Tagged: openbsd

heartbleed in rust

More ghostly followup. There was a thread on Hacker News wherein it was claimed that using rust would have prevented Heartbleed. Specifically, it would not have even compiled. That sounds like a challenge!

The thread starts about here. I don’t mean to single out the participants, but the claim about preventing Heartbleed is nicely specific. Unlike vaguer claims about memory safety in general, this is a particular claim which we can test.

Now, I don’t intend to write a full blown TLS stack in rust, so I will have to take some shortcuts and reduce the scope of the problem slightly. Hopefully the simulacrum retains the essence of the problem. Simply stated, our objective is to write a program which reads a file (packet) from the filesystem (network), and then echoes it back. The length of the echo request will be encoded as a single byte with data to follow. This is equivalent to the TLS heartbeat functionality. Our program will operate on two such packets, yourping and myping, and write out yourecho and myecho. If any data from your packet bleeds into my packet, we have a problem: heartbleed.

Continue reading heartbleed in rust...

Posted 2015-02-02 06:37:18 by tedu Updated: 2015-03-02 17:00:34
Tagged: c programming rust security

twitter spam problem

It’s still fashionable to explain why (random internet company) is going downhill, right? Here’s why Twitter sucks. They have a spam problem and they’re not doing anything about it.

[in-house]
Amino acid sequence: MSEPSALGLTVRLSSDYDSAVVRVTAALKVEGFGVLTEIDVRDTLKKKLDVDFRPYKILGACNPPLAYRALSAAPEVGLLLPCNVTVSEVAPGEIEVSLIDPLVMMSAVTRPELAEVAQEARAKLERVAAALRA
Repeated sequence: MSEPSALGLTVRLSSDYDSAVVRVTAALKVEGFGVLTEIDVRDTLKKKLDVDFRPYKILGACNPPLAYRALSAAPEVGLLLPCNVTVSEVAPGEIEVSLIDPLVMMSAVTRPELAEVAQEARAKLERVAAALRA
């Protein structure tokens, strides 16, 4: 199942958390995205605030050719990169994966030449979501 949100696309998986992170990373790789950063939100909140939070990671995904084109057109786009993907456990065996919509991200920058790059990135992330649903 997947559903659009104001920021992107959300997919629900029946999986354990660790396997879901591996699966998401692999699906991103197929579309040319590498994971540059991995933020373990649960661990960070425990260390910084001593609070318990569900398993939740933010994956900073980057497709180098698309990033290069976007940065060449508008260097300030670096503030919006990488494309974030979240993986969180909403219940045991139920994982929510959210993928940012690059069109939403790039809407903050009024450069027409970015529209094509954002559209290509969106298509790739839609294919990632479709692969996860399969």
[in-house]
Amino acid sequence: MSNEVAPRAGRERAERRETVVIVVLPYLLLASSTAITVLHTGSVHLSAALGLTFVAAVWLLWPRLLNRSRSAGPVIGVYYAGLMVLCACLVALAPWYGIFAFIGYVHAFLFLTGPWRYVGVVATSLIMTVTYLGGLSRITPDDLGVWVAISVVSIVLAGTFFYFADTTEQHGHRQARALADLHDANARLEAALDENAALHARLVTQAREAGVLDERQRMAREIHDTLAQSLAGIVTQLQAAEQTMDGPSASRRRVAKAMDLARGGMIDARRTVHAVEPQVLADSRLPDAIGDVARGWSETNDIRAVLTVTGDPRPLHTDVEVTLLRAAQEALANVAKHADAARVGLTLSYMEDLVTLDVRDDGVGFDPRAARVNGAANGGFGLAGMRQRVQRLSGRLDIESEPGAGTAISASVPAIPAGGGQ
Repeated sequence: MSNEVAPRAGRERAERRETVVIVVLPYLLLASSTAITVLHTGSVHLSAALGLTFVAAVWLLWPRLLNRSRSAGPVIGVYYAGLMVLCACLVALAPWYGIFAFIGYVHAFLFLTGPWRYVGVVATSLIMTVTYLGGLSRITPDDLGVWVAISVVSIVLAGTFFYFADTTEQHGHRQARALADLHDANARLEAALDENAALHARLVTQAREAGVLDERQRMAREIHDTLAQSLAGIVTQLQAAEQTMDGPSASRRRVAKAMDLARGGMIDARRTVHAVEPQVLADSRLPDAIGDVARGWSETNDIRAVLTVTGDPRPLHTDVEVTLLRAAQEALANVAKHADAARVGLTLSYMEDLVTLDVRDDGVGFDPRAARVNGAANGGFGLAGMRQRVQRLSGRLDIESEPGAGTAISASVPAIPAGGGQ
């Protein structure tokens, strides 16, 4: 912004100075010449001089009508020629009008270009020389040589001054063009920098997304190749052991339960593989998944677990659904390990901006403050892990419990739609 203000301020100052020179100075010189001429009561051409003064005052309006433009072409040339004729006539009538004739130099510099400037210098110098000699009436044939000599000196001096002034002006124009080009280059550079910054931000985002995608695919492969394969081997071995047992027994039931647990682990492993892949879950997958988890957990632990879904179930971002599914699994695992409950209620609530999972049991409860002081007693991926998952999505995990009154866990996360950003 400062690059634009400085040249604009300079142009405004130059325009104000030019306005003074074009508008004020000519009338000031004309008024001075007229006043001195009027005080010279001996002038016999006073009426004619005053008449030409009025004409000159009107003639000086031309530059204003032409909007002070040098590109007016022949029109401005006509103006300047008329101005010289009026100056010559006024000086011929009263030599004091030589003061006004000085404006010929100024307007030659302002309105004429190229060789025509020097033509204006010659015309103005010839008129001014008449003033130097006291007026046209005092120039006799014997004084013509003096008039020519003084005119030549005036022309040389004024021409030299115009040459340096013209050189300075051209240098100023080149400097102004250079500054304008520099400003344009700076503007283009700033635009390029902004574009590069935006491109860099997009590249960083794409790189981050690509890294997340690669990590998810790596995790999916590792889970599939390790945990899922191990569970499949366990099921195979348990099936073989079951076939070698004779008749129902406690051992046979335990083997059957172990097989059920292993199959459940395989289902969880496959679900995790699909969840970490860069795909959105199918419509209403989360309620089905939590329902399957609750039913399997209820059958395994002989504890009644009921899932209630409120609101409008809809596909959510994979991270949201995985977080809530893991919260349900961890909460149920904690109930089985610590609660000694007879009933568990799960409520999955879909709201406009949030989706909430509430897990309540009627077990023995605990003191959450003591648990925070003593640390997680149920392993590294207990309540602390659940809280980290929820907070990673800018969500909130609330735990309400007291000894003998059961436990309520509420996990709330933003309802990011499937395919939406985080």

I occasionally search twitter for OpenBSD. Unfortunately, it’s been taken over by ad bots. Is it necessary to do the realtime search? Often times, yes. Otherwise Twitter tends to keep showing me the same set of tweets from last week over and over.

Exhibit 1:

How can Twitter not detect bullshit accounts like this? You can try reporting them, which I have, but obviously that has had no effect.

For more giggles, exhibit 2:

When the name of the account even includes the word spam, surely that must be a hint?

Update

Twitter does have a spam filter! After posting this tweet I was notified I was posting too much spam and my account was locked.

Hi Ted Unangst, Your account appears to have exhibited automated behavior that violates the Twitter Rules.

Nothing to worry about. Twitter’s spam team is on the ball.

Posted 2015-02-01 02:44:23 by tedu Updated: 2015-02-11 00:48:04
Tagged: rants web

full screen clippy

Every time I watch a full screen video, Chrome feels the need to tell me that YouTube is now full screen. Oh really? I already knew that. How did I know that? Because I just clicked the fucking full screen button.

Why is Chrome compelled to tell me something I already know? Oh, right, new users. Maybe somebody clicked the button by accident. So that justifies, what? One, two warnings? Three? Surely not three hundred. This isn’t accommodating; this is aggravating.